Mo Ostin

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Kinda think he deserves a thread, hell of a run and a legacy:

https://variety.com/2022/music/news/mo-ostin-dead-warner-bros-records-chief-1235330951/

Good tweets from Howie Klein, who would know:

The greatest record executive who I ever met passed away today, after a full and positive life. He was the greatest for artists, for employees, for customers, for society (and delivered for shareholders as well). I tried to model myself after him in every way I could. RIP

— Howie Klein (@downwithtyranny) August 1, 2022

Yes, I was referring to Mo Ostin, who died today, age 95. What an inspiration he was for so many people! I admired him tremendously, more than I have words to express. I learned so much from him & feel so lucky to have known him & to have worked for him https://t.co/jPyKWWkZAi pic.twitter.com/IEA6zBGJqw

— Howie Klein (@downwithtyranny) August 1, 2022

Ned Raggett, Monday, 1 August 2022 21:12 (two weeks ago) link

I was thinking it took a hell of a lot of balls to write that about one of the most notorious criminals in entertainment history, but then I realized I was confusing him with Morris Levy.

but also fuck you (unperson), Monday, 1 August 2022 21:36 (two weeks ago) link

Hahahah THAT'S a slipup

Ned Raggett, Monday, 1 August 2022 21:48 (two weeks ago) link

Why did Neil Young call him "Moe the Sleaze" on re.ac.tor, his final album for Warner Brothers?

Halfway there but for you, Monday, 1 August 2022 22:04 (two weeks ago) link

I don't know, but it probably says a lot that he went back to Reprise after dealing with David Geffen.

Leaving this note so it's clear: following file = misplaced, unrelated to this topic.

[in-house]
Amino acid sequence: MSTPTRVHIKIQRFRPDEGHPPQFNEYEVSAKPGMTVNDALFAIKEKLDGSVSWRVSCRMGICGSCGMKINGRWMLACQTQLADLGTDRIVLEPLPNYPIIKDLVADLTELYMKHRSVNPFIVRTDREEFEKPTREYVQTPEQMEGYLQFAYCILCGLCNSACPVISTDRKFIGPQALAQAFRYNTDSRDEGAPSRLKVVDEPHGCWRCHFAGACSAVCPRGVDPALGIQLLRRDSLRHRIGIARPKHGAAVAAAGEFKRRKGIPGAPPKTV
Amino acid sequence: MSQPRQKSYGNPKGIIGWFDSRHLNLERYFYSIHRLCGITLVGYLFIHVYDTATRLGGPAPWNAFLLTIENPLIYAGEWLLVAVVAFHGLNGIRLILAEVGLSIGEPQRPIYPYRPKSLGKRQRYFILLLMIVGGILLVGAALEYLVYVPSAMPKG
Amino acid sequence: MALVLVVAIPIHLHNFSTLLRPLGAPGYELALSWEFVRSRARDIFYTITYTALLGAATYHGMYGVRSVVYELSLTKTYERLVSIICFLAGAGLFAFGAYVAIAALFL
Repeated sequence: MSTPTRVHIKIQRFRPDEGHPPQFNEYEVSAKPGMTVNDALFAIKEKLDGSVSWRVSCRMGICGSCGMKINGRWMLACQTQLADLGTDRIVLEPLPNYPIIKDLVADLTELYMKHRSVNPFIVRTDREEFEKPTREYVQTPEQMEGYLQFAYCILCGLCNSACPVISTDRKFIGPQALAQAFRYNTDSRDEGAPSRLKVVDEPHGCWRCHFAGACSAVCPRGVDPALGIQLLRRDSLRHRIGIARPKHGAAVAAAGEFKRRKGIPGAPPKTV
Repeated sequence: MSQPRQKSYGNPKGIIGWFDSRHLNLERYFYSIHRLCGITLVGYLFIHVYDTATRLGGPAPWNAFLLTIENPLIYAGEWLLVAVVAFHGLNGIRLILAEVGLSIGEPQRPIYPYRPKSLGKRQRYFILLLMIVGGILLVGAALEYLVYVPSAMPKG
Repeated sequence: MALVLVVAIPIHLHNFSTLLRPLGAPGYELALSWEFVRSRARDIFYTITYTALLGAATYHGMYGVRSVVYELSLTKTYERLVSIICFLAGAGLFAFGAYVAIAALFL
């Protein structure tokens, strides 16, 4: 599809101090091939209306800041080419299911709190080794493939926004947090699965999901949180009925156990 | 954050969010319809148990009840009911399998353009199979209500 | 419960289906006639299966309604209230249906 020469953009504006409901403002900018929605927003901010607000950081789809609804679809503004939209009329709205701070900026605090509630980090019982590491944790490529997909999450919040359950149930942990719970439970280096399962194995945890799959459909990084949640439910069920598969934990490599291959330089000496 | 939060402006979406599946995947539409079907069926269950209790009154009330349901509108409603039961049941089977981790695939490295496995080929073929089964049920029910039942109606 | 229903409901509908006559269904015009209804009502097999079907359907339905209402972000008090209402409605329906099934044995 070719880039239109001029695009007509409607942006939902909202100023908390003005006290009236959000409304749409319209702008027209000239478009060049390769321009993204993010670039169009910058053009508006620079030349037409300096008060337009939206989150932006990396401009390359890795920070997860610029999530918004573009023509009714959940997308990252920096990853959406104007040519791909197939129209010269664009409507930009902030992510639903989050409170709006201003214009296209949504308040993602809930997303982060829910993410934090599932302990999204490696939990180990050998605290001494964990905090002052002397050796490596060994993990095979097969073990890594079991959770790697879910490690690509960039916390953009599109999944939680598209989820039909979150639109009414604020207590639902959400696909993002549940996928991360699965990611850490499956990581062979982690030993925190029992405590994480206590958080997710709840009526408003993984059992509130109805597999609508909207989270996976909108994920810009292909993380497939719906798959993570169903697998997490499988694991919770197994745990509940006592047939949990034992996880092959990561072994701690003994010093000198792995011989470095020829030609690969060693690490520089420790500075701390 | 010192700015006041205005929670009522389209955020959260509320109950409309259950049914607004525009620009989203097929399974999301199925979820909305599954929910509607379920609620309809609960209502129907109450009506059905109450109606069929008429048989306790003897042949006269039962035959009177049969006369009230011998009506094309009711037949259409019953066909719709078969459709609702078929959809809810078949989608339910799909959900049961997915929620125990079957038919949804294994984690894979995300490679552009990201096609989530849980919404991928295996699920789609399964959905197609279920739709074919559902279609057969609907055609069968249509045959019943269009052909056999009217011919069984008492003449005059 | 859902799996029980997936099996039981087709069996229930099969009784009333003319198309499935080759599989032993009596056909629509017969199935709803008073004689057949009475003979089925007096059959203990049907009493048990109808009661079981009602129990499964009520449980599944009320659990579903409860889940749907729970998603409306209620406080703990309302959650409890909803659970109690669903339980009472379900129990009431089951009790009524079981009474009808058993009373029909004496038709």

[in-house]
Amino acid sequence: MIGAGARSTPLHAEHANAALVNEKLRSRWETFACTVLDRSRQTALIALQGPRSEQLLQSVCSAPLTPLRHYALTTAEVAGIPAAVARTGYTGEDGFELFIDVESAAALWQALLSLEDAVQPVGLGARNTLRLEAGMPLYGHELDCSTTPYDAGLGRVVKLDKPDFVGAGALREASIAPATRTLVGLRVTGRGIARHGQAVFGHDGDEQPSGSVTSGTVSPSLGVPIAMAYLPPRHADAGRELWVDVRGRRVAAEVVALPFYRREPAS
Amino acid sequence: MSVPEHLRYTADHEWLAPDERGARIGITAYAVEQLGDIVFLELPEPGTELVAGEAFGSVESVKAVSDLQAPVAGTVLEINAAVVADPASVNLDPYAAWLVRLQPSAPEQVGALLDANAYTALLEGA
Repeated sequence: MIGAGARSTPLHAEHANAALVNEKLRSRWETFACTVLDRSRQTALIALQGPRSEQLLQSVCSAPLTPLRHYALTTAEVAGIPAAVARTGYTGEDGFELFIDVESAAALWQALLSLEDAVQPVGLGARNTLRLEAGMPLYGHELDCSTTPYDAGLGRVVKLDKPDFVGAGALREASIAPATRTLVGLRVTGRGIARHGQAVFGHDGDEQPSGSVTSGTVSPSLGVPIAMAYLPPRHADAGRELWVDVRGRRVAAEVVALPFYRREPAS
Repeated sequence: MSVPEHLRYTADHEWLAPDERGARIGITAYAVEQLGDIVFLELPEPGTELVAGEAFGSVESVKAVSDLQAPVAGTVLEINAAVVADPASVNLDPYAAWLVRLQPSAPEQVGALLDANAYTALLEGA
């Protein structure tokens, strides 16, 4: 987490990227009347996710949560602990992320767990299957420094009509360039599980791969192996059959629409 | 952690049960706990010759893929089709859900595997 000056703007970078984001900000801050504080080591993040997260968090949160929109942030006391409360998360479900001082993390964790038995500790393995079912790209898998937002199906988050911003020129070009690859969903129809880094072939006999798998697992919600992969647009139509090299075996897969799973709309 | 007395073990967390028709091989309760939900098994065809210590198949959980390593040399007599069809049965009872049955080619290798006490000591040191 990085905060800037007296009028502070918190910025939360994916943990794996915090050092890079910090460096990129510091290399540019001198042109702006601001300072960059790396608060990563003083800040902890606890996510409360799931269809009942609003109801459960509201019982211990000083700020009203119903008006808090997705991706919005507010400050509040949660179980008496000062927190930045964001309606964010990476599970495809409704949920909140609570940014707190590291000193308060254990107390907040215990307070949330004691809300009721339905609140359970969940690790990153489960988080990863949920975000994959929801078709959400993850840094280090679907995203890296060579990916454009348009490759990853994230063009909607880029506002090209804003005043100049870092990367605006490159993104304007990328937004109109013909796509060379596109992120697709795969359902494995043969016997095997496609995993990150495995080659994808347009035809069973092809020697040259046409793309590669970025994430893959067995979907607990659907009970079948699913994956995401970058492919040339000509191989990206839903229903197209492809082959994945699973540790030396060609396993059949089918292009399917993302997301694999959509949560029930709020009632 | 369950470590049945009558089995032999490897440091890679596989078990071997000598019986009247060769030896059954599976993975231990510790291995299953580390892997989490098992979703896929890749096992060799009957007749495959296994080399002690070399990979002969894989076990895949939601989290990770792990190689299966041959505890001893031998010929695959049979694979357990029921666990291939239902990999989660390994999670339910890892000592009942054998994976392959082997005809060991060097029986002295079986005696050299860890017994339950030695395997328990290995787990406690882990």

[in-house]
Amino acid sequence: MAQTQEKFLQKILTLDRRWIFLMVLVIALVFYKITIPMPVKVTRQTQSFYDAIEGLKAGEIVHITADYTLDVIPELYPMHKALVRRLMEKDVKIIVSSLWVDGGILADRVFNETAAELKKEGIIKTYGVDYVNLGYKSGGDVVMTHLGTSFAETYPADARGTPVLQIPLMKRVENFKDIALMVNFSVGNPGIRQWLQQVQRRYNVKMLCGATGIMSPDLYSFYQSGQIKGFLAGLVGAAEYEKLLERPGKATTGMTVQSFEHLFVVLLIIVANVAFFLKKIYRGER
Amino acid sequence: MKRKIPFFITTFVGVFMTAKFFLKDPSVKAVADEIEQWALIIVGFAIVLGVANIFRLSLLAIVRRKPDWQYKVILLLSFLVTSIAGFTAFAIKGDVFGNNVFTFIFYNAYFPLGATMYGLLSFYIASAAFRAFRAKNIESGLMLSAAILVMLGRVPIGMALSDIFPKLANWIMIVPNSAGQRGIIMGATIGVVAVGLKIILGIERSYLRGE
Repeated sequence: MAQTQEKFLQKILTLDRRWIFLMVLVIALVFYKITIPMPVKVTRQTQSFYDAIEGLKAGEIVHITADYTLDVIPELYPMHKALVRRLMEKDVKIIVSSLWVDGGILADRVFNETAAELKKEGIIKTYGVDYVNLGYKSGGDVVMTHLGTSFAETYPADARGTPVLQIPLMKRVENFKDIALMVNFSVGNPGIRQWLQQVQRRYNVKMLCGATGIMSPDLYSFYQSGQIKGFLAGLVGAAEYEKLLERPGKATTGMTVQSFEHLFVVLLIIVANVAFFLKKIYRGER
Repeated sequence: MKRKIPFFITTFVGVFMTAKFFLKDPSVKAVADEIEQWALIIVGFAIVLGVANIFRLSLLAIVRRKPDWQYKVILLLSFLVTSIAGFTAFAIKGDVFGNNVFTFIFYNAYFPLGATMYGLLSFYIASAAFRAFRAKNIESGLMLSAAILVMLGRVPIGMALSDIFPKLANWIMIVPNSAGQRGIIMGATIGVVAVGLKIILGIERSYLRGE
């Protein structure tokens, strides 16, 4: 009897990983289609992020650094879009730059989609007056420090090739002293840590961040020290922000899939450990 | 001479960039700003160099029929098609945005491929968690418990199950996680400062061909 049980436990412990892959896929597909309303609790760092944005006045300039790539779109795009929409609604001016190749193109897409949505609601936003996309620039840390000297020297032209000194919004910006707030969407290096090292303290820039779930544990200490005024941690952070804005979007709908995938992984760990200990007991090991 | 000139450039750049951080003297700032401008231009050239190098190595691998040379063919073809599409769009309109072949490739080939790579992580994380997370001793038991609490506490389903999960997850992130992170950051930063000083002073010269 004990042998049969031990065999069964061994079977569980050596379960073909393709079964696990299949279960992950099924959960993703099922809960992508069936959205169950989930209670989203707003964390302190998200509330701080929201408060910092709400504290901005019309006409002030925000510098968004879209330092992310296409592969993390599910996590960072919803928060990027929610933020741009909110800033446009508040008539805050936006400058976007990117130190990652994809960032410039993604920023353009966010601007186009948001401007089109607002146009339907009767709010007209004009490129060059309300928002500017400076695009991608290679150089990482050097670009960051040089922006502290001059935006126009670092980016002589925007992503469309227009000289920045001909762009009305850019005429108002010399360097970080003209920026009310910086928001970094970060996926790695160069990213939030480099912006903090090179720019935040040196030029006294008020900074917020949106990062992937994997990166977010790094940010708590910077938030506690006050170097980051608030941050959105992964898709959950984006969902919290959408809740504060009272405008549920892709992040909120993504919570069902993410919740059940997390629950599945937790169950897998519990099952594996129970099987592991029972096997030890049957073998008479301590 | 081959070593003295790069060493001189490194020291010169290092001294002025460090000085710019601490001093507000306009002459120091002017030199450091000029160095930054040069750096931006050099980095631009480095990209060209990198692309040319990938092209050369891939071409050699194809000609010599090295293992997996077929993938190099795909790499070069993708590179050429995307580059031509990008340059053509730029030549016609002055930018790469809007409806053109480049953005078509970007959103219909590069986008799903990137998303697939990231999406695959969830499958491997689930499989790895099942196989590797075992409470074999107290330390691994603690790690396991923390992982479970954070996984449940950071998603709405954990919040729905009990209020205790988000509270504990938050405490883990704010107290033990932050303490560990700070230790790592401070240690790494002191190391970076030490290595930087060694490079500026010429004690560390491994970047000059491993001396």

I remember when Billboard interviewed Ostin after Prince died and how he connected specific experiences he had with Prince to Sinatra in the '60s. It just made his career feel all the more encompassing. (It also made me envious of the access record execs had to their vaults. "Want to hear the Black Album? Well, we saved some copies - here you go!")

birdistheword, Monday, 1 August 2022 22:19 (two weeks ago) link

Pretty amazing what he did at Warner Bros. throughout pretty much is entire time there. Obviously he didn't do everything, but he built an amazing team for the label: Lenny Waronker, Karin Berg, Michael Hill, etc. the list goes on, all great people who deeply cared about music and had impeccable taste in looking towards the future.

The year he left, the Flaming Lips had their first hit and Tom Petty (who was wooed over the WB from MCA) had his most popular non-compilation album, also his very first for the label. A lot of people left and a lot of new people came in the following year, including a new guy who became notorious for refusing to put out Yankee Hotel Foxtrot, a slap in the face to the artist-friendly reputation that had been built up at the label. (Yes, Prince had his troubles, but in all honesty, he was very demanding and I think they were generally accommodating - if only they had let him retain ownership of his masters, I don't think it's a stretch that it could've remained a fruitful relationship for at least another decade.)

birdistheword, Tuesday, 2 August 2022 00:41 (two weeks ago) link

https://www.latimes.com/archives/la-xpm-1994-12-11-ca-10574-story.html Profile and interview from 1994.

that's not my post, Tuesday, 2 August 2022 01:24 (two weeks ago) link

I had to look up that house. This may not be quite it - it mentions a major renovation, so I have no idea how much was changed - but yeah, damn fine home.

https://www.amlu.com/2017/01/29/former-home-of-record-executive-mo-ostin-fetches-4-8m-in-pacific-palisades/

birdistheword, Tuesday, 2 August 2022 01:39 (two weeks ago) link

xpost -- I remember reading that story at the time.

Ned Raggett, Tuesday, 2 August 2022 02:21 (two weeks ago) link


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